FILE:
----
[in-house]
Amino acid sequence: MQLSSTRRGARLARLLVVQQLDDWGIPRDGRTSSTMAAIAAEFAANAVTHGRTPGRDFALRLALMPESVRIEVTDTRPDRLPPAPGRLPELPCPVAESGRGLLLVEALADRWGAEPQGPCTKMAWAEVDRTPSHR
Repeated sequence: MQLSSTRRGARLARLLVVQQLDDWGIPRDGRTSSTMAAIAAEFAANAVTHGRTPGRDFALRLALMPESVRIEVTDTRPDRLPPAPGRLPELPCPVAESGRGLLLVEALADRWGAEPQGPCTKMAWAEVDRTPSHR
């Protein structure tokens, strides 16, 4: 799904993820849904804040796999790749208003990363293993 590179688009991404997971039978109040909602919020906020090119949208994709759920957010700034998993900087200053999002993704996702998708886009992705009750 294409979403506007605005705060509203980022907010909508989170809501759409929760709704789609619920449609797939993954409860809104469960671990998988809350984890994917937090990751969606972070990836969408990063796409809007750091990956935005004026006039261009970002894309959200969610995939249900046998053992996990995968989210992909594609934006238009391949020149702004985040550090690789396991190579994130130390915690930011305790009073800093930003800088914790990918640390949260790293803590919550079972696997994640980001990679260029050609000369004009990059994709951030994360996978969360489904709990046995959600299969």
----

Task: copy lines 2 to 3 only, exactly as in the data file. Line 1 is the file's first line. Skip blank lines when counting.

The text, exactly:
Amino acid sequence: MQLSSTRRGARLARLLVVQQLDDWGIPRDGRTSSTMAAIAAEFAANAVTHGRTPGRDFALRLALMPESVRIEVTDTRPDRLPPAPGRLPELPCPVAESGRGLLLVEALADRWGAEPQGPCTKMAWAEVDRTPSHR
Repeated sequence: MQLSSTRRGARLARLLVVQQLDDWGIPRDGRTSSTMAAIAAEFAANAVTHGRTPGRDFALRLALMPESVRIEVTDTRPDRLPPAPGRLPELPCPVAESGRGLLLVEALADRWGAEPQGPCTKMAWAEVDRTPSHR